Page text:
Dear Editor

Berea monster must go

I found your report on the SCA's ruling allowing construction of the illegal Berea monster building to proceed, based on the metro council's dishonest submissions most distressing (nose230). In the original case Judge Esther Steyn delivered a totally correct judgment which the SCA should have upheld.

I only hope that there is still a way (Constitutional Court?) to hit this nest of vipers, trading as eThekweni Municipalty, with a successful challenge and see this illegal building reduced to rubble.

'Heather Feather'
Hyper by the Sea, Durban

Tragedy of lost training colleges

Reading your profile interview with UCT's new Vice-Chancellor, Professor Mamokgethi Phakeng (nose230), I was shocked by her almost flippant assessment of the ANC government's decision to close down the once-flourishing technical colleges, teacher colleges and nursing colleges: "Now we realise it was a mistake to shut them," she told Noseweek.

So that's it, is it? Just a little "mistake". Oops, sorry? It's not as if this little blapsie crashed a jumbo jet and killed 300 people.

The government's handling of this and other education matters has resulted in incalculable damage. It may not have killed people, but it has robbed millions of poor South Africans of the opportunity to reach their potential and enjoy decent lives. It's little short of a crime against humanity, and should be acknowledged as such.

There is no denying that the education available to black South Africans under white rule was unforgivably sub-standard in relation to what was provided for whites. But at least it sortof worked. I think it was Mamphela Ramphele (also a former Vice-Chancellor of UCT) who once observed that she was a product of Bantu Education, and she had not turned out so badly!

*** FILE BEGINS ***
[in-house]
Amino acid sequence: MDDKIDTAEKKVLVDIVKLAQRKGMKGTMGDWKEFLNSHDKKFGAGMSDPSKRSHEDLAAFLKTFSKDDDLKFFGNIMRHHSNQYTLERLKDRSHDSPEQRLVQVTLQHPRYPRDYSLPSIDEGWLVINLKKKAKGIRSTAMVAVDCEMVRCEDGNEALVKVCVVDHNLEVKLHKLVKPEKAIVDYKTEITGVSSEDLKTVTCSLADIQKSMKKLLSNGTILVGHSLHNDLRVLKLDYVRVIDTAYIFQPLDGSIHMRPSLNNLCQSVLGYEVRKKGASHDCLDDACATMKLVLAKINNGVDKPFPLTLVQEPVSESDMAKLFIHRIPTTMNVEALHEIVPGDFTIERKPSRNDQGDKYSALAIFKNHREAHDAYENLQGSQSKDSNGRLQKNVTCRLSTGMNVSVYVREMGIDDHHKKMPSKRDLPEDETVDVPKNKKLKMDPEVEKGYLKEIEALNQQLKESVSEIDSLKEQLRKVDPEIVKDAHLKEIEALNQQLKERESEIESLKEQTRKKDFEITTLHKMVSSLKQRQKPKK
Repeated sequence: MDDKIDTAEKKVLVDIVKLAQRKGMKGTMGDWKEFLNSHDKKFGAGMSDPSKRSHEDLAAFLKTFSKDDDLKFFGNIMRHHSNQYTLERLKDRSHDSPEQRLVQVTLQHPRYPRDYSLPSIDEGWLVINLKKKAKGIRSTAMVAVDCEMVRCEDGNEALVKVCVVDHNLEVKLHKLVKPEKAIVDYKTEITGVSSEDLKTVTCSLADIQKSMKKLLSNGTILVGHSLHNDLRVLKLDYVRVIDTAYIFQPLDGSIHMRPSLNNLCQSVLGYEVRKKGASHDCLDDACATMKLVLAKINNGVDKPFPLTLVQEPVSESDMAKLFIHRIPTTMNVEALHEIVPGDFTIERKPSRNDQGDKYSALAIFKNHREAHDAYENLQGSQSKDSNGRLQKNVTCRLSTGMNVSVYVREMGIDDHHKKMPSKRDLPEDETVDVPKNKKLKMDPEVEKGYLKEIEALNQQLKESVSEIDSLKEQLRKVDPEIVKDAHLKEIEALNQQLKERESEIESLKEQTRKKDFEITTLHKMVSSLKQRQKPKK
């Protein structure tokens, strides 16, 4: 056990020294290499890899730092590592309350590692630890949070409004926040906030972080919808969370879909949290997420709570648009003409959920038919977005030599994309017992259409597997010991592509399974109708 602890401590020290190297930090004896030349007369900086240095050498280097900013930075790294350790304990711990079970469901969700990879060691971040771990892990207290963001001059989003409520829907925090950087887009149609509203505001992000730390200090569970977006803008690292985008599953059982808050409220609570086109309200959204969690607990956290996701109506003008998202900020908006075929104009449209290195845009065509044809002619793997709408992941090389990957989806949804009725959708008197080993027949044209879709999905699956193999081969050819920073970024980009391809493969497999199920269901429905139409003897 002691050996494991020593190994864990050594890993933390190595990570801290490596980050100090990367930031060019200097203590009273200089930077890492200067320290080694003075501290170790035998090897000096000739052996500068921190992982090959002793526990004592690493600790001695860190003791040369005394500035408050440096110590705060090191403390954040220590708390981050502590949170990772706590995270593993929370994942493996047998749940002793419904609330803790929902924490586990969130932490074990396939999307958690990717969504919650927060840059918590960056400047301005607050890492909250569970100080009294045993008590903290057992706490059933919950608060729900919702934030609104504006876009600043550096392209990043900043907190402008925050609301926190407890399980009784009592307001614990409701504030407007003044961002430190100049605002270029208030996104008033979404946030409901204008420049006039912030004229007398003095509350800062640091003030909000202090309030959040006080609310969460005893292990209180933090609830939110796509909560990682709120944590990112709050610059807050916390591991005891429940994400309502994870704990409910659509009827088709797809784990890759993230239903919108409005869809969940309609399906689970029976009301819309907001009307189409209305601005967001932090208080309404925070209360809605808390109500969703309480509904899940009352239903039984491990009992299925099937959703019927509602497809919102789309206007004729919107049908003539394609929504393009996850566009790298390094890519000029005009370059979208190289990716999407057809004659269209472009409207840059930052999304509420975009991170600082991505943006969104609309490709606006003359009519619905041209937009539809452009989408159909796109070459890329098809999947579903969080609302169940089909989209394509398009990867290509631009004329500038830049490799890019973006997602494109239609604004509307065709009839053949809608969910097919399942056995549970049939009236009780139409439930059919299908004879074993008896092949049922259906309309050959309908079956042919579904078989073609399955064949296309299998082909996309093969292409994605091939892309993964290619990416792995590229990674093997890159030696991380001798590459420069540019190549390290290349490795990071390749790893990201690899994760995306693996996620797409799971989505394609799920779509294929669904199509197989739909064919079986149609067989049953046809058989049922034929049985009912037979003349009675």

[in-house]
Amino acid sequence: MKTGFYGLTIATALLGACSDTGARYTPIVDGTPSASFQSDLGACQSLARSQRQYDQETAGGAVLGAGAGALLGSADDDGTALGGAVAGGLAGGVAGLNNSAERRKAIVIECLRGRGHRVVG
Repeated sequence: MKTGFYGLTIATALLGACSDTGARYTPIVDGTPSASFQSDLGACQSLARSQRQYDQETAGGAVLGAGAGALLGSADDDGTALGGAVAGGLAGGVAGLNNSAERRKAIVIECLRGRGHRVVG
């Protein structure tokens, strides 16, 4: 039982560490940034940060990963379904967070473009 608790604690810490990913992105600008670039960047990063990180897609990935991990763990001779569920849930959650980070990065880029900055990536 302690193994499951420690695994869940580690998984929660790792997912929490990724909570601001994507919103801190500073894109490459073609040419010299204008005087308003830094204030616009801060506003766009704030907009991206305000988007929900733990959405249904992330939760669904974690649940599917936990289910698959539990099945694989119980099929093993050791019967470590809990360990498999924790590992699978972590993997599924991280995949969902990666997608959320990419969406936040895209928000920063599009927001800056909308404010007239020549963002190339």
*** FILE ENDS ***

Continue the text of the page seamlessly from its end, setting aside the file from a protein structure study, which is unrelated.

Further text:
Top achievers like Ramphele, Wendy Luhabe, and Prof Phakeng might consider themselves fortunate to have been born early enough to grow up with the old education system. Had they been born a little later, they might not have been educated at all!

Ron McGregor
Cape Town

Crippled by statins

I have only recently come across the (nose220) article in by Dr David Klatzow in which he stated that "The jury is still out on whether cholesterol on its own is a health issue and, similarly, on whether statins have any value whatsoever."

Years ago a cardiologist put me on a high dose of Lipitor as my cholesterol level was 8. After a month I suffered severe muscle pain in the legs. A neurologist arranged by the cardiologist advised me to immediately stop taking Lipitor. To this day I am a cripple.

By email

Pam Herr 1949 - 2018

Pamela Herr died in Cape Town on 5 December. Finally Pam's age may be declared, something she resisted to the last. Indomitable spirit, impervious, troubleshooter, and very well organised is how I will remember her.

She was for many years a member of the Cape Town Chamber of Commerce, the Black Management Forum and Business and Professional Women.

Her mission in the Cape Town business community was education. In the early days she made it her business to research what the ANC's policies were likely to be when they came to power, and then ran workshops advising business on what to expect and how to adapt to the new era. Later, the Herr Organisation's many workshops and seminars brought a large variety of speakers well-versed in their subjects to society at large: Clem Sunter, Michael Bagraim, Tito Mboweni, and even Neal Donald Walsch from the USA, to name but a few.

It was indeed an honour to be associated and work with Pam for 31 years and I will miss her deeply.

Dorothy Guest
Cape Town

So will all at Noseweek miss her enthusiastic support, her box of goodies personally delivered every Christmas - and her always insightful letters that over the years appeared on these pages - the last in our May 2018 issue. Her husband, Mervin died in February 2000. She had no children. Friends were everything to her. - Ed.

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